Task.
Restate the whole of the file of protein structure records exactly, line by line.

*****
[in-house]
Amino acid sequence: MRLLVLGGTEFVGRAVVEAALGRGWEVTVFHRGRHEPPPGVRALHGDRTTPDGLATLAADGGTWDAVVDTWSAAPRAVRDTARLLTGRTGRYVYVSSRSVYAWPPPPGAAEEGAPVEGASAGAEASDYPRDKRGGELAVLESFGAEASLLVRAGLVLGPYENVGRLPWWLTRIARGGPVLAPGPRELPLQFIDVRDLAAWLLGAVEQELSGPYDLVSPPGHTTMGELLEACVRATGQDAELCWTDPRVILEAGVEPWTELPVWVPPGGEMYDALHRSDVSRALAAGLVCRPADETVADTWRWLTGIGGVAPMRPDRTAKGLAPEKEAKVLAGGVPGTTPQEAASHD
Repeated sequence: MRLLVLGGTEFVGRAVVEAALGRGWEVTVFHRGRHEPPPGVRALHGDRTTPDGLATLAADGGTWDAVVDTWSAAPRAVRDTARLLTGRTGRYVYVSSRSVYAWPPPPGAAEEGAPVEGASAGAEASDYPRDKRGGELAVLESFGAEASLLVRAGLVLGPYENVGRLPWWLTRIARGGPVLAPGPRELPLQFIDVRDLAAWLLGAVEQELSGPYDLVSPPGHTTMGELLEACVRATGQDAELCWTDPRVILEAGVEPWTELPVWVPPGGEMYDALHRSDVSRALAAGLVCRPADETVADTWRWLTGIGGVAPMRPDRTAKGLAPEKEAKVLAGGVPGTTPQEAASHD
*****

[in-house]
Amino acid sequence: MRLLVLGGTEFVGRAVVEAALGRGWEVTVFHRGRHEPPPGVRALHGDRTTPDGLATLAADGGTWDAVVDTWSAAPRAVRDTARLLTGRTGRYVYVSSRSVYAWPPPPGAAEEGAPVEGASAGAEASDYPRDKRGGELAVLESFGAEASLLVRAGLVLGPYENVGRLPWWLTRIARGGPVLAPGPRELPLQFIDVRDLAAWLLGAVEQELSGPYDLVSPPGHTTMGELLEACVRATGQDAELCWTDPRVILEAGVEPWTELPVWVPPGGEMYDALHRSDVSRALAAGLVCRPADETVADTWRWLTGIGGVAPMRPDRTAKGLAPEKEAKVLAGGVPGTTPQEAASHD
Repeated sequence: MRLLVLGGTEFVGRAVVEAALGRGWEVTVFHRGRHEPPPGVRALHGDRTTPDGLATLAADGGTWDAVVDTWSAAPRAVRDTARLLTGRTGRYVYVSSRSVYAWPPPPGAAEEGAPVEGASAGAEASDYPRDKRGGELAVLESFGAEASLLVRAGLVLGPYENVGRLPWWLTRIARGGPVLAPGPRELPLQFIDVRDLAAWLLGAVEQELSGPYDLVSPPGHTTMGELLEACVRATGQDAELCWTDPRVILEAGVEPWTELPVWVPPGGEMYDALHRSDVSRALAAGLVCRPADETVADTWRWLTGIGGVAPMRPDRTAKGLAPEKEAKVLAGGVPGTTPQEAASHD